The presidential election roller coaster ride continues its climbs and dips for Sen. Marco Rubio, who at the moment is considered to be Donald Trump’s biggest competition for the GOP nomination.
After his impressive second-place showing in conservative South Carolina on Saturday, the junior senator from South Florida is seen as the GOP field’s best chance to beat – or slow down – the irreverent and flashy billionaire, who makes the party’s establishment leaders nervous.
With the exception of the days after his much-criticized performance at the New Hampshire debate earlier this month, Rubio has been the GOP establishment’s favorite candidate since it became clear that his one-time mentor and ally, former Florida Gov. Jeb Bush, was not the inevitable nominee for the presidential election that he once was expected to be.
Many experts believe that with Bush’s exit from the race after a poor showing in South Carolina, Rubio is the only real establishment candidate and has enough support and qualities to have a shot at being the GOP nominee, according to Roll Call.
To be sure, Ohio Gov. John Kasich, who came in fifth in South Carolina, remains in the race, though pressure is growing on him to drop out. And there is Sen. Ted Cruz, the Texas firebrand, who came in third, close enough to almost tie with Rubio.
But Cruz’s finish in South Carolina was seen as poor for the conservative candidate who had been expected to do much better in a state where evangelicals – a core electorate for Cruz – hold considerable sway in the primaries.
The thinking among political observers is that if Cruz didn’t pull off a strong finish in a state that was seen as favoring a candidate like him, he cannot be expected to do as well or better in less conservative states that have primaries coming up.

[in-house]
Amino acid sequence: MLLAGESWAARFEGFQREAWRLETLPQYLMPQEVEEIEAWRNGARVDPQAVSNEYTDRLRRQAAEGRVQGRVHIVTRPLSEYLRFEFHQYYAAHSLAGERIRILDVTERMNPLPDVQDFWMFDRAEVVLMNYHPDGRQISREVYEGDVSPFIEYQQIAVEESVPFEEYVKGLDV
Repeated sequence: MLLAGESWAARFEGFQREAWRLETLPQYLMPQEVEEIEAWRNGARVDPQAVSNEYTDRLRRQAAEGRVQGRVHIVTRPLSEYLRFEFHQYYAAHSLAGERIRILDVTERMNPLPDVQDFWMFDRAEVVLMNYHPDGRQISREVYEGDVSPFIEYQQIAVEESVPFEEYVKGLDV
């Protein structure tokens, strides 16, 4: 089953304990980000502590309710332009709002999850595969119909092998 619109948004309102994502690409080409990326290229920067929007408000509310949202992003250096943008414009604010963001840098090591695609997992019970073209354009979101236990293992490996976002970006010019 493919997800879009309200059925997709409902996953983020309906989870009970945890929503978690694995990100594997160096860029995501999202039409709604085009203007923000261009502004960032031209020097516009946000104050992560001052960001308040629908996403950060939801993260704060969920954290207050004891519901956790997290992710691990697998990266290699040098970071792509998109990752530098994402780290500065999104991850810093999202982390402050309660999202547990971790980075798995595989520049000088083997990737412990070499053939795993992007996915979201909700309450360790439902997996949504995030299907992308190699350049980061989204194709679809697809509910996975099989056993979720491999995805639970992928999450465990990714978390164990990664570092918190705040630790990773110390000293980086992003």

Many see the Nevada caucuses on Tuesday as a potentially defining moment, according to Roll Call. And then there is Super Tuesday, on March 1, when many states will hold their primaries.
Will GOP establishment voters who now do not have Bush among their choices flock to Rubio, and can he get the anti-Trump vote that he and Cruz badly want?
And will Trump’s working class devotees come out, as they have been, to support him and keep him far ahead of the competition?
History does not hold out hope for Rubio, given that every GOP candidate who has eventually has won the GOP nomination has, like Donald Trump, been the top vote-getter in New Hampshire and South Carolina, notes Roll Call.
“Now this race is getting narrower,” Rubio said in a Fox News interview on Sunday. “It’s getting down to three people.”
Rubio believes a narrower GOP field will hurt Trump and help him.
“Seventy percent [of GOP voters] does not support [Trump],” he said, adding that as the GOP field shrinks, “it’ll be easier and easier for this 70 percent to coalesce” around remaining contenders.
So far, Trump has 67 delegates. That is twice as much as the other candidates all put together, said Roll Call.
Bets are on him to win the Nevada caucus.
For Super Tuesday, Trump will need to hold on to his strong support, which many experts theorize has been fueled by a large field of candidates. With the crowd winnowing down, Trump’s ability to pull in strong support will be tested.
Rubio has been saying he’s the best candidate to win the general election.
“Rhetoric is not enough,” Rubio said in the Fox News interview. “You can just stay you’re going to make America great again…You have to explain how you’re going to do it.”
Cruz is insisting that he is in the best position to beat Donald Trump.
“It’s apparent the only campaign that can beat Donald Trump, and has beaten Donald Trump, is our campaign,” he said in a CNN interview, referring to his Iowa caucus win.
Ben Carson, the retired neurosurgeon who enjoyed a short streak of strong poll showings, is still in the race, despite doing poorly in the primaries, including coming in last in South Carolina.
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